JPMorgan Chase has been looking into how quantum computing would impact the financial services space, and even though a general-use machine is still many years off, the company's quantum computing quantitative researcher Nikitas Stamatopoulos said it is important to be prepared.
For the last couple of years, JPMorgan Chase has been a part of the IBM Q Network, which is Big Blue's initiative aimed at advancing quantum computing.
"It has allowed us to look into some problems … to determine essentially how this could work out for financial institutions just like JPMorgan Chase and it's been very exciting," Stamatopoulos said, presenting at IBM's Think Digital 2020 conference.
He said JPMorgan Chase has a lot of computationally hard problems that form important parts of its business, and that the proposition of quantum computing could potentially allow it to solve them at scale.
"The astounding progress at the hardware level during the last decade or so kind of brought us to a point where we started thinking, there might be something there, it's probably a good idea to get into it sooner rather than later so we can see what it means for us," he said.
"So if it means something, we're ready to take advantage of it and if it doesn't, we need to know that as well."
Stamatopoulos said joining the IBM Q Network was a great opportunity for JPMorgan Chase to start sinking its teeth in. It also allowed the company to learn from other industries.
"It's a new world and we don't really know what to expect in some cases … the surprising aspect of this approach for us is that we really have to rethink the problems that we're solving in a completely different manner to think about whether quantum computing can have an impact," he explained.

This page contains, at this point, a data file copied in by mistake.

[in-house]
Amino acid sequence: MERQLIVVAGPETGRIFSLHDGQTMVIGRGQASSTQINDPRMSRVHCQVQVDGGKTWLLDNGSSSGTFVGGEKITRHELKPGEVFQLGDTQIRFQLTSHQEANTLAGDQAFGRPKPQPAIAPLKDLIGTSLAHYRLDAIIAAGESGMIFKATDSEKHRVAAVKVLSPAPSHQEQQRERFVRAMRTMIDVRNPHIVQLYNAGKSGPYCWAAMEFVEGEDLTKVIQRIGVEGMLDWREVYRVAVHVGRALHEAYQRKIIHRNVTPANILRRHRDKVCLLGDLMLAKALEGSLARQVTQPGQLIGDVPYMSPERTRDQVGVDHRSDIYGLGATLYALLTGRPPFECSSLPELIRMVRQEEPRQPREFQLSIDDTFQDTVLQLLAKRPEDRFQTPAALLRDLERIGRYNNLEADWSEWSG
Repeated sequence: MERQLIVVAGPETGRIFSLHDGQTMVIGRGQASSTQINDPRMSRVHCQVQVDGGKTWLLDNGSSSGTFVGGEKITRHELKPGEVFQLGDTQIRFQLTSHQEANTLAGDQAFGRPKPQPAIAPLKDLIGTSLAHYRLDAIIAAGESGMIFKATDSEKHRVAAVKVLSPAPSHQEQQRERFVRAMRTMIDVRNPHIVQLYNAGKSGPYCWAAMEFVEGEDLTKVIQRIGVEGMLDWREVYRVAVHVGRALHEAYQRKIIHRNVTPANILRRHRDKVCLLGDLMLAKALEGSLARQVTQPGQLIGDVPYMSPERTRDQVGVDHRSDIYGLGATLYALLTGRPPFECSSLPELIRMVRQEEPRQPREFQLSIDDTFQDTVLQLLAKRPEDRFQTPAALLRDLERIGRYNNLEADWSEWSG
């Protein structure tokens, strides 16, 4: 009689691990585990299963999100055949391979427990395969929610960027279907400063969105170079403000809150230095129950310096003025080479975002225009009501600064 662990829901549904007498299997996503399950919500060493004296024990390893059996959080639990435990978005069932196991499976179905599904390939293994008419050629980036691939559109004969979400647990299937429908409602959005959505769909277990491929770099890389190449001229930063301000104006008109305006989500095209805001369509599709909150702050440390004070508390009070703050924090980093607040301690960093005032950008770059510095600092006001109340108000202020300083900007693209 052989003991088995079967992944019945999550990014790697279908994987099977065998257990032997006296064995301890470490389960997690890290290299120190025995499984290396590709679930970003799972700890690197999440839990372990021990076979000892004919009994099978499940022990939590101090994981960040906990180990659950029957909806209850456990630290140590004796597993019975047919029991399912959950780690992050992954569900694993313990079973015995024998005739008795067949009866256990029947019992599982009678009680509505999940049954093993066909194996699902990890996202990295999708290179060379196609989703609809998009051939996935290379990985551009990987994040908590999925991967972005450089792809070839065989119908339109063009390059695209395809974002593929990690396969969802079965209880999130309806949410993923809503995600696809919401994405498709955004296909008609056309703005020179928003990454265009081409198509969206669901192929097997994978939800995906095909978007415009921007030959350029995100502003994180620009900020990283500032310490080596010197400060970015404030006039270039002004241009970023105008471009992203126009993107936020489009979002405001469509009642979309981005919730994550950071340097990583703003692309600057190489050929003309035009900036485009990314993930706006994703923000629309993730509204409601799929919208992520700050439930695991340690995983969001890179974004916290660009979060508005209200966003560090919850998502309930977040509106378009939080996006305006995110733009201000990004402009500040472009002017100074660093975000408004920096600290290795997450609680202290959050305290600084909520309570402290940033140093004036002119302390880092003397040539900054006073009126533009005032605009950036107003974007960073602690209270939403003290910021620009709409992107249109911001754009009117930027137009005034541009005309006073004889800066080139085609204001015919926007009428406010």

"The error mitigation we recently used in our option pricing actually came from chemistry, it was part of the chemistry paper -- one challenge that we have … our world is classical, in finance we deal with financial data which is completely classical, prices and distributions and things of that sort and it's always a challenge to represent and manipulate that data directly as a quantum state.
"It also opens up opportunities that once you're able to represent them, you can operate on them in kind of like an aggregate manner more efficiently -- it's a little bit of both a challenge and an opportunity.
Calling it "mind-boggling", Stamatopoulos said JPMorgan Chase's quantum research might also force it to rethink its classical approach, given what the quantum world could teach it, with lessons able to be learned both ways.
"It really forced us to understand the ways were solving classical now, and really understand every little detail if we were to come up with a way to do this quantum leap."
Being one of the first financial services-focused members in the IBM Q Network also allows the company to shift the research and development towards a finance perspective.
"We're now in a position where we can kind of direct this area of research … push it towards a path we think is useful," he said. "Us being there at this particular point kind of helps us shape this direction."
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